October 31, 2017 marks the 500th anniversary of the Protestant Reformation. It's a great opportunity to teach our kids a little history and highlight the key truths recovered during the Reformation. Just below, I've provided a simple summary of the Reformation written for young children adapted from "L is for Luther" in The Church History ABCs: Augustine and 25 Other Heroes of the Faith by Stephen J. Nichols, (Crossway, 2010). Then, after that, you'll find a list of party activities for celebrating the Reformation with young children.
The Reformation Story
Martin Luther was just a regular person—like you and me, but he saw the world change in his lifetime, and he had a little something to do with it.
When Luther was alive, many churches did not teach that people should trust only Jesus to be saved from Satan, sin, and death. Instead, they taught that people needed to do special works, touch special objects(like one of Peter’s teeth or the wood from the cross), or even pay money in order to be saved from sin (or have their family go to heaven).
This is not what the Bible teaches. But there was another problem. When Luther was alive, people did not have Bibles in their homes like we do. The Bible had only been translated into one language, Latin, and this was a language most people couldn’t read.
In the 16th century, Martin Luther and other men we call 'the Reformers' helped the church find its way back to the Bible and back to its message—the good news about Jesus. On Halloween night, October 31, 1517, Martin Luther posted a list of 95 things that needed to change on the door of his church in Wittenburg, Germany. People read what he wrote, and they began to see that the church had turned away from Jesus and his Bible. Soon (and with Martin Luther’s help), the Bible was written down in languages that common people understood. Very soon there was a whole movement of churches that believed salvation from sin and death comes only from Jesus.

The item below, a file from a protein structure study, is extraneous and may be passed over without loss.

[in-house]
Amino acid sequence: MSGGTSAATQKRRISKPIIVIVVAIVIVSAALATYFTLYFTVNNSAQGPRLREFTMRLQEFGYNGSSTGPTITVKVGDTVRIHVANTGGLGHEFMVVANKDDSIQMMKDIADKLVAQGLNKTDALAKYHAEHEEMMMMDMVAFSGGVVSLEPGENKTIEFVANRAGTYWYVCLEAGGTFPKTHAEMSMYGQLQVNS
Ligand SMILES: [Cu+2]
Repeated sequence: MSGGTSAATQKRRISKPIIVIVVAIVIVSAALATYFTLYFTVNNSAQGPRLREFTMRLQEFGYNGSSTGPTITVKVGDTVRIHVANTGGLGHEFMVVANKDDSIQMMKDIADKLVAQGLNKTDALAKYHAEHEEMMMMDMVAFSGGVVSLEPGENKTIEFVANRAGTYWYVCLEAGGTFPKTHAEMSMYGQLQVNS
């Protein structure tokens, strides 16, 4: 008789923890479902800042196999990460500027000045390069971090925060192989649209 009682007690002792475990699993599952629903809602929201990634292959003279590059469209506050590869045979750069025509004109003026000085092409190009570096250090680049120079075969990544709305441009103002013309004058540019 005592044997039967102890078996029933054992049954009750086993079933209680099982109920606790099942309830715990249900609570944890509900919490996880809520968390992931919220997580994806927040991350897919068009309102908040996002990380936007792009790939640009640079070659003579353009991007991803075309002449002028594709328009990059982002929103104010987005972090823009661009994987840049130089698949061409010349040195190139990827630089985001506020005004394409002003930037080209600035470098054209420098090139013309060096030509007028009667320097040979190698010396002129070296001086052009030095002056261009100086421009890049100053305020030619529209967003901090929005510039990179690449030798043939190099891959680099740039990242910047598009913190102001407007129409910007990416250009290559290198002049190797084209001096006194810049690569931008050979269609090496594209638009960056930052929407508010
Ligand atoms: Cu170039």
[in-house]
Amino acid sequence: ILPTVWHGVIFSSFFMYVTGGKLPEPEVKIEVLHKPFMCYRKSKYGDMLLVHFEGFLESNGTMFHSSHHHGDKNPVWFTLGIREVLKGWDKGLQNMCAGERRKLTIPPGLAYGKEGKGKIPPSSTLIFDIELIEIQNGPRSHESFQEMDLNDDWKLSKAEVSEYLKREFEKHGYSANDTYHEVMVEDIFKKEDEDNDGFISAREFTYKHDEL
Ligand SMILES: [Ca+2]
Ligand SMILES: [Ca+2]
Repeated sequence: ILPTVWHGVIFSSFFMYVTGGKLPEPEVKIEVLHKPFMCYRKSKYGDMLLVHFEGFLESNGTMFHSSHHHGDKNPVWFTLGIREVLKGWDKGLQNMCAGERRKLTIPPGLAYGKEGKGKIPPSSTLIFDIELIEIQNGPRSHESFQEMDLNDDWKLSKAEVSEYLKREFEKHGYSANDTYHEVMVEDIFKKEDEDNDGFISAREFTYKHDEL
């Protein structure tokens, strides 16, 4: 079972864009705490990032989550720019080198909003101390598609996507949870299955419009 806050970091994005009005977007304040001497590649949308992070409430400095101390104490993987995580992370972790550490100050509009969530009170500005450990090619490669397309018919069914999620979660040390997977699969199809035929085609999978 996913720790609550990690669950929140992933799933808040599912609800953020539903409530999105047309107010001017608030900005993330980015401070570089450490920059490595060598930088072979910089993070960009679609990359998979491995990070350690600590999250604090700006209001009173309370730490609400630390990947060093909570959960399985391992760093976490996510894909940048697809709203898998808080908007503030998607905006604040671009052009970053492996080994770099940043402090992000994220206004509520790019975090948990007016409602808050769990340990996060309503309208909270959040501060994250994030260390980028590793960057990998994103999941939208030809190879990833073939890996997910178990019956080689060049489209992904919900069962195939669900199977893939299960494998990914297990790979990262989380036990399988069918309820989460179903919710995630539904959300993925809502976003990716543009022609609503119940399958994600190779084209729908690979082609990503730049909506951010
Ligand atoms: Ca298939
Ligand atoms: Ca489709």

Reformation Day Party Activities
- Bible Smuggling Relay — During the Reformation, it was illegal to print a Bible in a language that people could read. So, the Reformers often had to hide Bibles from church leaders and sneak them to the people so that they could read them. Activity: Divide kids into two teams. Have one representative from each team put on an oversized coat over their clothes. The representative for each team will try to carry a stack of books inside the coat. Then, the two representatives will race around a cone and back. Once the representative returns, he will put down the books and the coat, and the next child on the team will do the same. Children take turns carrying books in the coat around the cone until every member from one team has completed the relay.
- Diet of Worms (Snack) — Teaching that Jesus and the Bible are the only way of salvation got Martin Luther in a lot of trouble. He was put on trial before a group of church leaders (this trial was called a “diet”) in the city of Worms, Germany (pronounced “Verms”). For a treat, give the children a different sort of diet of worms, gummy worms mixed into a chocolate pudding/Oreo cookie mixture.
- Wittenberg Door —The Reformation started when Martin Luther hammered a piece of paper to the church door in hometown of Wittenberg, Germany. This was a list of 95 things that needed to change about the church. Activity: Prepare a large red church door out of butcher paper and hang it on a hallway wall. Then, label it Wittenberg Door. Prepare half-page coloring sheets with statements like “We are saved by Jesus alone,” “The Bible in our own language,” and “Jesus is all we need.” Then have the kids "nail" the statements on the door using tape or tacks. You may even consider allowing them to use a toy hammer.
- Pin the Beard on the Theologian — One of the great things about the Reformers is that many of them had really great beards (at least that's what Pat Aldridge tells me!) Play a game of 'Pin the Beard on the Theologian' (like pin the tail on the donkey). Activity: One at a time, each child is blindfolded and handed a paper beard with a thumbtack poked through it (or a bit of sticky-tac applied to the back). Spin the blindfolded child. Then, point the child to this picture of Luther that you've hung on the wall. The pictures are from blogger Molly Buffington, who reminds us that Luther did grow a beard when he was hiding out from Charles V! The finished product (a very well-aimed beard) will look like the photo below.
Hope you have fun teaching kids about the gospel and its recovery by the church just a few centuries ago.
Happy 500th Birthday Protestants!